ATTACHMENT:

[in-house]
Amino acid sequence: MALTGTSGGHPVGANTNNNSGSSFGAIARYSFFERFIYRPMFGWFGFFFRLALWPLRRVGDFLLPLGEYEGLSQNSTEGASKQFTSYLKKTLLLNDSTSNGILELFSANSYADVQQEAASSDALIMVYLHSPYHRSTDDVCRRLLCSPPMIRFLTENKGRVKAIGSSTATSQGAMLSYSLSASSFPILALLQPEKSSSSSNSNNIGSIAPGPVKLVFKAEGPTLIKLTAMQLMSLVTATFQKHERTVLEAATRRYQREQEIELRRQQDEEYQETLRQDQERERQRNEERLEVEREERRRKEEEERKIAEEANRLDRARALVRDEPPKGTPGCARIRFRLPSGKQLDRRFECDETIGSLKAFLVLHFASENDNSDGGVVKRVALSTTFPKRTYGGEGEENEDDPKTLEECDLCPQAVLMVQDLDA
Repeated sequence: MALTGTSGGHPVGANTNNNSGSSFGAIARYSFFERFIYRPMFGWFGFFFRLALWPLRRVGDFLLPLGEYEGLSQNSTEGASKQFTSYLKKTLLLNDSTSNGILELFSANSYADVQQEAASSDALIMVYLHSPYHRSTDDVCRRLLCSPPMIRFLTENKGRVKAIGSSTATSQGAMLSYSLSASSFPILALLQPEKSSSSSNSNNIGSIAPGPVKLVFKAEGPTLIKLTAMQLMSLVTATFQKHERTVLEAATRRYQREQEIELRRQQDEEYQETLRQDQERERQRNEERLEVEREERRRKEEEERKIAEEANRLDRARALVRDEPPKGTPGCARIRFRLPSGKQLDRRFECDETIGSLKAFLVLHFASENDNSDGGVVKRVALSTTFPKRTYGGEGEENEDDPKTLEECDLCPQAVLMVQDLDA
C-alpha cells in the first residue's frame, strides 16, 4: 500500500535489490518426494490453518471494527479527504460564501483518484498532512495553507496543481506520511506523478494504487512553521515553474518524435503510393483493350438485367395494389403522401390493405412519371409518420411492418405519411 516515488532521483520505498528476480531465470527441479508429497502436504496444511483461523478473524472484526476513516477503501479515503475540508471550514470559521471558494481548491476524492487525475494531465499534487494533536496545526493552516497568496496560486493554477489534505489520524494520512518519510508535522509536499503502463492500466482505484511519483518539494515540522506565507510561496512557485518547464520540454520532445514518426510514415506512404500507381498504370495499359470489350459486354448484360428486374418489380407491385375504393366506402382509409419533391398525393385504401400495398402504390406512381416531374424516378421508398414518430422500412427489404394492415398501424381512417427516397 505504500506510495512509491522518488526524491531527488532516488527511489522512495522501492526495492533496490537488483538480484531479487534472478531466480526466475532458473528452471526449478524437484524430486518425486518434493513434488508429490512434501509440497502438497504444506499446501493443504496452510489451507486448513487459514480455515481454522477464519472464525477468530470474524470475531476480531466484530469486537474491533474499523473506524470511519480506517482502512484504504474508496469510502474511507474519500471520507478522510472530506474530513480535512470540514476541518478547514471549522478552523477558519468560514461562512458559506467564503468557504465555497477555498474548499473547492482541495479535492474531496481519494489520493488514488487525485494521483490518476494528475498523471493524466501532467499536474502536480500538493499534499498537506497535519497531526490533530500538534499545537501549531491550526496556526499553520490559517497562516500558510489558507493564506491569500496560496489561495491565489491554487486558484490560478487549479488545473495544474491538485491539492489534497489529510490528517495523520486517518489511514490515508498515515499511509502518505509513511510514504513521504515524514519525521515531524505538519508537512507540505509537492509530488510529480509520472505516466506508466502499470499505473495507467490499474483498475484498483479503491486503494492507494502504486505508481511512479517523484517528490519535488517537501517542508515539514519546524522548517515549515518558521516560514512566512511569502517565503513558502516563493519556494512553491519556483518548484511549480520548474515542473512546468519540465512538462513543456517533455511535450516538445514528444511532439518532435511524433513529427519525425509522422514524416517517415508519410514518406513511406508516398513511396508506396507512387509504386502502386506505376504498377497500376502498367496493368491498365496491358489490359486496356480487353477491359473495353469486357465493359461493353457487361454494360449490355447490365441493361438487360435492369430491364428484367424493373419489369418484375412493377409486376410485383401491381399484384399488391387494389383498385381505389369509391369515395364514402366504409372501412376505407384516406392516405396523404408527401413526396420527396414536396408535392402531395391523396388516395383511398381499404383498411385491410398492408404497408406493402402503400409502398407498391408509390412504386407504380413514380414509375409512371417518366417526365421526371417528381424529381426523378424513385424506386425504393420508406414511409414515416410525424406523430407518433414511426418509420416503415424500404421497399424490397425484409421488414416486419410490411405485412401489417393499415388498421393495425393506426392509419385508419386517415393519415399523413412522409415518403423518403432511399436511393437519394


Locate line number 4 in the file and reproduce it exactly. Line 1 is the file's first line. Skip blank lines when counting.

C-alpha cells in the first residue's frame, strides 16, 4: 500500500535489490518426494490453518471494527479527504460564501483518484498532512495553507496543481506520511506523478494504487512553521515553474518524435503510393483493350438485367395494389403522401390493405412519371409518420411492418405519411 516515488532521483520505498528476480531465470527441479508429497502436504496444511483461523478473524472484526476513516477503501479515503475540508471550514470559521471558494481548491476524492487525475494531465499534487494533536496545526493552516497568496496560486493554477489534505489520524494520512518519510508535522509536499503502463492500466482505484511519483518539494515540522506565507510561496512557485518547464520540454520532445514518426510514415506512404500507381498504370495499359470489350459486354448484360428486374418489380407491385375504393366506402382509409419533391398525393385504401400495398402504390406512381416531374424516378421508398414518430422500412427489404394492415398501424381512417427516397 505504500506510495512509491522518488526524491531527488532516488527511489522512495522501492526495492533496490537488483538480484531479487534472478531466480526466475532458473528452471526449478524437484524430486518425486518434493513434488508429490512434501509440497502438497504444506499446501493443504496452510489451507486448513487459514480455515481454522477464519472464525477468530470474524470475531476480531466484530469486537474491533474499523473506524470511519480506517482502512484504504474508496469510502474511507474519500471520507478522510472530506474530513480535512470540514476541518478547514471549522478552523477558519468560514461562512458559506467564503468557504465555497477555498474548499473547492482541495479535492474531496481519494489520493488514488487525485494521483490518476494528475498523471493524466501532467499536474502536480500538493499534499498537506497535519497531526490533530500538534499545537501549531491550526496556526499553520490559517497562516500558510489558507493564506491569500496560496489561495491565489491554487486558484490560478487549479488545473495544474491538485491539492489534497489529510490528517495523520486517518489511514490515508498515515499511509502518505509513511510514504513521504515524514519525521515531524505538519508537512507540505509537492509530488510529480509520472505516466506508466502499470499505473495507467490499474483498475484498483479503491486503494492507494502504486505508481511512479517523484517528490519535488517537501517542508515539514519546524522548517515549515518558521516560514512566512511569502517565503513558502516563493519556494512553491519556483518548484511549480520548474515542473512546468519540465512538462513543456517533455511535450516538445514528444511532439518532435511524433513529427519525425509522422514524416517517415508519410514518406513511406508516398513511396508506396507512387509504386502502386506505376504498377497500376502498367496493368491498365496491358489490359486496356480487353477491359473495353469486357465493359461493353457487361454494360449490355447490365441493361438487360435492369430491364428484367424493373419489369418484375412493377409486376410485383401491381399484384399488391387494389383498385381505389369509391369515395364514402366504409372501412376505407384516406392516405396523404408527401413526396420527396414536396408535392402531395391523396388516395383511398381499404383498411385491410398492408404497408406493402402503400409502398407498391408509390412504386407504380413514380414509375409512371417518366417526365421526371417528381424529381426523378424513385424506386425504393420508406414511409414515416410525424406523430407518433414511426418509420416503415424500404421497399424490397425484409421488414416486419410490411405485412401489417393499415388498421393495425393506426392509419385508419386517415393519415399523413412522409415518403423518403432511399436511393437519394